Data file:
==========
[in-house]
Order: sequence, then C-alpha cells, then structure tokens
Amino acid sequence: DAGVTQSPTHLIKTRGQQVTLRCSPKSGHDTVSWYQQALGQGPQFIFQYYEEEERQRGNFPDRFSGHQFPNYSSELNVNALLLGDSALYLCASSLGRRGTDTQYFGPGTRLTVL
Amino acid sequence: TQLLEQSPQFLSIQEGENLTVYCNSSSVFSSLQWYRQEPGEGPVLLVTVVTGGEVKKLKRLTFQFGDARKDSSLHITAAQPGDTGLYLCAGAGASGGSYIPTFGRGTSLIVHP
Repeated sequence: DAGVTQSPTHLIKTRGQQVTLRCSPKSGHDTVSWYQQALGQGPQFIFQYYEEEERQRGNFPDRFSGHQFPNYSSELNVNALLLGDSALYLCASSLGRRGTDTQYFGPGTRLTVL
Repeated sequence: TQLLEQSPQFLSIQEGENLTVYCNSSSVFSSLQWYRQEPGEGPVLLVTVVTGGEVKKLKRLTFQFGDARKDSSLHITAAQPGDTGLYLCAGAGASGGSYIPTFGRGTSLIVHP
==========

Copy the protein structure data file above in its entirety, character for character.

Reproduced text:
[in-house]
Order: sequence, then C-alpha cells, then structure tokens
Amino acid sequence: DAGVTQSPTHLIKTRGQQVTLRCSPKSGHDTVSWYQQALGQGPQFIFQYYEEEERQRGNFPDRFSGHQFPNYSSELNVNALLLGDSALYLCASSLGRRGTDTQYFGPGTRLTVL
Amino acid sequence: TQLLEQSPQFLSIQEGENLTVYCNSSSVFSSLQWYRQEPGEGPVLLVTVVTGGEVKKLKRLTFQFGDARKDSSLHITAAQPGDTGLYLCAGAGASGGSYIPTFGRGTSLIVHP
Repeated sequence: DAGVTQSPTHLIKTRGQQVTLRCSPKSGHDTVSWYQQALGQGPQFIFQYYEEEERQRGNFPDRFSGHQFPNYSSELNVNALLLGDSALYLCASSLGRRGTDTQYFGPGTRLTVL
Repeated sequence: TQLLEQSPQFLSIQEGENLTVYCNSSSVFSSLQWYRQEPGEGPVLLVTVVTGGEVKKLKRLTFQFGDARKDSSLHITAAQPGDTGLYLCAGAGASGGSYIPTFGRGTSLIVHP